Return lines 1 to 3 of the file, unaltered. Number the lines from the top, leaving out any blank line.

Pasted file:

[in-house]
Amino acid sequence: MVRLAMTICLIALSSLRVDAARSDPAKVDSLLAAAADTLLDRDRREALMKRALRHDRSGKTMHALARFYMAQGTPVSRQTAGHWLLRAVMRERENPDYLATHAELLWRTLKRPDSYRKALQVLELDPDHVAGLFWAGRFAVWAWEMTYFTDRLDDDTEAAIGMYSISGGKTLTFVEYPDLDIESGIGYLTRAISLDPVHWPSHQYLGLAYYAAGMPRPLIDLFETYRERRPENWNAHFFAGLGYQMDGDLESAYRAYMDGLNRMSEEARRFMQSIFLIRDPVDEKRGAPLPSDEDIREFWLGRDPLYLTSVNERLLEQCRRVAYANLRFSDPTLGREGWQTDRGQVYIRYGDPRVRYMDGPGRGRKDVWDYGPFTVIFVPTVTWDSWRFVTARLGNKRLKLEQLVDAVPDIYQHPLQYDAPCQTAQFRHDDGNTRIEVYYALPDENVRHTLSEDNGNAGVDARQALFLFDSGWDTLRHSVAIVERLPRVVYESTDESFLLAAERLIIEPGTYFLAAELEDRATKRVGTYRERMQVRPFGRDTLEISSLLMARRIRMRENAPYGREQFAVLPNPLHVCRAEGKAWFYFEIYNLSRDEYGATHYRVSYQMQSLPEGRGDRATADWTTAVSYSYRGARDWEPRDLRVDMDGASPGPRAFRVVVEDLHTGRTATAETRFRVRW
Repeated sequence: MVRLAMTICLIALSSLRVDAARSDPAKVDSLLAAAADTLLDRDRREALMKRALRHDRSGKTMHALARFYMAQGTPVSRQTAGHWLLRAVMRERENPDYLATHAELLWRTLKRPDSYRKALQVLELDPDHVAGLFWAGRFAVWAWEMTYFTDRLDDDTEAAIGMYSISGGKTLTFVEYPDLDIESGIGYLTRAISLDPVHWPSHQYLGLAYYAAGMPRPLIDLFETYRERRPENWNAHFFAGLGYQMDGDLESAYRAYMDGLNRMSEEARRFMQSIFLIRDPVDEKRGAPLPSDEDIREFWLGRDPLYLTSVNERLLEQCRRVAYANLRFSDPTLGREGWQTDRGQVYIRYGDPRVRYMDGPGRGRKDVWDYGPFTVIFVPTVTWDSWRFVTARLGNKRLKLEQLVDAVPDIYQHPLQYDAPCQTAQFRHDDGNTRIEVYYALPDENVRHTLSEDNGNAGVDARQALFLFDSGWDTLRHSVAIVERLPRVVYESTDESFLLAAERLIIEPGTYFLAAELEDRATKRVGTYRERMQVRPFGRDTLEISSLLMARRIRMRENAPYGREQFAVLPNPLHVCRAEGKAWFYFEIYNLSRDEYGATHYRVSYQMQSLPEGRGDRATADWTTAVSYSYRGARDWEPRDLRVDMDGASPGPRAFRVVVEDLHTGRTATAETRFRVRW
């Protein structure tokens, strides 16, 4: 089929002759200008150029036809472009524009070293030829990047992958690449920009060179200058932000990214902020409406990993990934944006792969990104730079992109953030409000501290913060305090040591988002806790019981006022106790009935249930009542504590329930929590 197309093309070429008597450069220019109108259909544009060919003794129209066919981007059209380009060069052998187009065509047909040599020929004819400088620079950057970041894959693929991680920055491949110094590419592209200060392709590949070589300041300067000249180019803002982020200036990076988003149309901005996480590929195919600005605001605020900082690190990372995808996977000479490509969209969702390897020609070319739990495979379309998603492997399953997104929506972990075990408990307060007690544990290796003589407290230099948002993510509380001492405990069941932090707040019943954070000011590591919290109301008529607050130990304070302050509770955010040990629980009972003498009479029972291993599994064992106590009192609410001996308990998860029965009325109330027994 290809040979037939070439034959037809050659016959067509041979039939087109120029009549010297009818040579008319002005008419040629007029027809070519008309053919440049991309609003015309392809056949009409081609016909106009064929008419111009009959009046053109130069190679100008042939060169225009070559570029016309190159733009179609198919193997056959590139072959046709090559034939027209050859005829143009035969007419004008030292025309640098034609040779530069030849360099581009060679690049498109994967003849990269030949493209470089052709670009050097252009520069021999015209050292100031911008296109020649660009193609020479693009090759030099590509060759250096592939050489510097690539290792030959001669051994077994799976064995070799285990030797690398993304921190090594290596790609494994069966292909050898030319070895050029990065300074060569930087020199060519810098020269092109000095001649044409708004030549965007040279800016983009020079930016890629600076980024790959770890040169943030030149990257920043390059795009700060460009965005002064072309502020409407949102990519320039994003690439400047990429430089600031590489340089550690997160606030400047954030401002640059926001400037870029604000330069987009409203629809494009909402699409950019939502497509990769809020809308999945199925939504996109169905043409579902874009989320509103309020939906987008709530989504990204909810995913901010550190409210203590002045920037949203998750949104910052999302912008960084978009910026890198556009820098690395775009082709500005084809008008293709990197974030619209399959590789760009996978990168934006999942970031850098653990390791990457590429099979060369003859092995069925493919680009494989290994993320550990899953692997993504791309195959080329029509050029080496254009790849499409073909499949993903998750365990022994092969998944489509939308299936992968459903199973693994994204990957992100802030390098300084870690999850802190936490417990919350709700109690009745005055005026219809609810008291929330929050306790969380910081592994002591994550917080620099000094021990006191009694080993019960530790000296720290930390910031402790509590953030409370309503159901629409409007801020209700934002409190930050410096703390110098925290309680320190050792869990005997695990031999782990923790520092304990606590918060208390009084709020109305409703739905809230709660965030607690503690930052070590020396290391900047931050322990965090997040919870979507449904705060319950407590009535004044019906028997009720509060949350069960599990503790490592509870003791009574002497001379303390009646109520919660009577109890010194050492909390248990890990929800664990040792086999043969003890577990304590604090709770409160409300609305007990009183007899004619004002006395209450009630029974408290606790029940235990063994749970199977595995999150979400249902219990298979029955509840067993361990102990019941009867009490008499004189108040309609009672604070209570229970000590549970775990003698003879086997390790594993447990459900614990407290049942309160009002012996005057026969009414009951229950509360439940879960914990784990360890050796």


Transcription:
[in-house]
Amino acid sequence: MVRLAMTICLIALSSLRVDAARSDPAKVDSLLAAAADTLLDRDRREALMKRALRHDRSGKTMHALARFYMAQGTPVSRQTAGHWLLRAVMRERENPDYLATHAELLWRTLKRPDSYRKALQVLELDPDHVAGLFWAGRFAVWAWEMTYFTDRLDDDTEAAIGMYSISGGKTLTFVEYPDLDIESGIGYLTRAISLDPVHWPSHQYLGLAYYAAGMPRPLIDLFETYRERRPENWNAHFFAGLGYQMDGDLESAYRAYMDGLNRMSEEARRFMQSIFLIRDPVDEKRGAPLPSDEDIREFWLGRDPLYLTSVNERLLEQCRRVAYANLRFSDPTLGREGWQTDRGQVYIRYGDPRVRYMDGPGRGRKDVWDYGPFTVIFVPTVTWDSWRFVTARLGNKRLKLEQLVDAVPDIYQHPLQYDAPCQTAQFRHDDGNTRIEVYYALPDENVRHTLSEDNGNAGVDARQALFLFDSGWDTLRHSVAIVERLPRVVYESTDESFLLAAERLIIEPGTYFLAAELEDRATKRVGTYRERMQVRPFGRDTLEISSLLMARRIRMRENAPYGREQFAVLPNPLHVCRAEGKAWFYFEIYNLSRDEYGATHYRVSYQMQSLPEGRGDRATADWTTAVSYSYRGARDWEPRDLRVDMDGASPGPRAFRVVVEDLHTGRTATAETRFRVRW
Repeated sequence: MVRLAMTICLIALSSLRVDAARSDPAKVDSLLAAAADTLLDRDRREALMKRALRHDRSGKTMHALARFYMAQGTPVSRQTAGHWLLRAVMRERENPDYLATHAELLWRTLKRPDSYRKALQVLELDPDHVAGLFWAGRFAVWAWEMTYFTDRLDDDTEAAIGMYSISGGKTLTFVEYPDLDIESGIGYLTRAISLDPVHWPSHQYLGLAYYAAGMPRPLIDLFETYRERRPENWNAHFFAGLGYQMDGDLESAYRAYMDGLNRMSEEARRFMQSIFLIRDPVDEKRGAPLPSDEDIREFWLGRDPLYLTSVNERLLEQCRRVAYANLRFSDPTLGREGWQTDRGQVYIRYGDPRVRYMDGPGRGRKDVWDYGPFTVIFVPTVTWDSWRFVTARLGNKRLKLEQLVDAVPDIYQHPLQYDAPCQTAQFRHDDGNTRIEVYYALPDENVRHTLSEDNGNAGVDARQALFLFDSGWDTLRHSVAIVERLPRVVYESTDESFLLAAERLIIEPGTYFLAAELEDRATKRVGTYRERMQVRPFGRDTLEISSLLMARRIRMRENAPYGREQFAVLPNPLHVCRAEGKAWFYFEIYNLSRDEYGATHYRVSYQMQSLPEGRGDRATADWTTAVSYSYRGARDWEPRDLRVDMDGASPGPRAFRVVVEDLHTGRTATAETRFRVRW